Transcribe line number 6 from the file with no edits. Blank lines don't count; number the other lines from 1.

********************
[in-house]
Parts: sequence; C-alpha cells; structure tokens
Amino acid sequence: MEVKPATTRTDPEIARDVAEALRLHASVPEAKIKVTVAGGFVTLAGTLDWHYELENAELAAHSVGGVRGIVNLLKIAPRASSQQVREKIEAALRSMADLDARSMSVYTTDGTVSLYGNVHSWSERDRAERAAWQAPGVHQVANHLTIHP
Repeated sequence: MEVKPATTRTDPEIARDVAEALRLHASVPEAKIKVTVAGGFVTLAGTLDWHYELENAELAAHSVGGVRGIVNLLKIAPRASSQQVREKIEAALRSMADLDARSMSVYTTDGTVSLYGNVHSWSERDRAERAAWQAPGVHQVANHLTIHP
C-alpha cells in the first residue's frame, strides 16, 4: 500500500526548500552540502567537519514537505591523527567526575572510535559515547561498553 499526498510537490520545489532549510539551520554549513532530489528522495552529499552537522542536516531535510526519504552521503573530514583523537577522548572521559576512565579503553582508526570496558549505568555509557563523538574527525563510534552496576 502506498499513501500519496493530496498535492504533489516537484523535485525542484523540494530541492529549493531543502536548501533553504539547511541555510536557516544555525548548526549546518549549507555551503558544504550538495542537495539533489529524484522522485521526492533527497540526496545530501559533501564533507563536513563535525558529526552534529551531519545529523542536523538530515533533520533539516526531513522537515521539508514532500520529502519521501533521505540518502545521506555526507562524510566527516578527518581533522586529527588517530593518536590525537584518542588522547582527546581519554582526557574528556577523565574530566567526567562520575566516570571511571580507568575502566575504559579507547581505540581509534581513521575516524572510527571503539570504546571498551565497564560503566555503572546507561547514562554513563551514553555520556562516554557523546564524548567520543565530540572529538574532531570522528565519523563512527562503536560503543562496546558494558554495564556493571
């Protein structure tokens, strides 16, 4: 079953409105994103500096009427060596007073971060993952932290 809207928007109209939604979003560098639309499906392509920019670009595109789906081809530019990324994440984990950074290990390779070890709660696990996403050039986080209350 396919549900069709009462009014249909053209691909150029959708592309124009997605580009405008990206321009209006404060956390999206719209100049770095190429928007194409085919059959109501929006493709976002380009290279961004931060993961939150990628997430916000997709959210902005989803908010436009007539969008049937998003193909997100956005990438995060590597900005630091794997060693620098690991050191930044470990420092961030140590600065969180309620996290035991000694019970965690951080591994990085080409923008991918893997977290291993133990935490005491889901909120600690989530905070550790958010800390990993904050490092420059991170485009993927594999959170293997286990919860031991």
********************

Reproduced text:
């Protein structure tokens, strides 16, 4: 079953409105994103500096009427060596007073971060993952932290 809207928007109209939604979003560098639309499906392509920019670009595109789906081809530019990324994440984990950074290990390779070890709660696990996403050039986080209350 396919549900069709009462009014249909053209691909150029959708592309124009997605580009405008990206321009209006404060956390999206719209100049770095190429928007194409085919059959109501929006493709976002380009290279961004931060993961939150990628997430916000997709959210902005989803908010436009007539969008049937998003193909997100956005990438995060590597900005630091794997060693620098690991050191930044470990420092961030140590600065969180309620996290035991000694019970965690951080591994990085080409923008991918893997977290291993133990935490005491889901909120600690989530905070550790958010800390990993904050490092420059991170485009993927594999959170293997286990919860031991």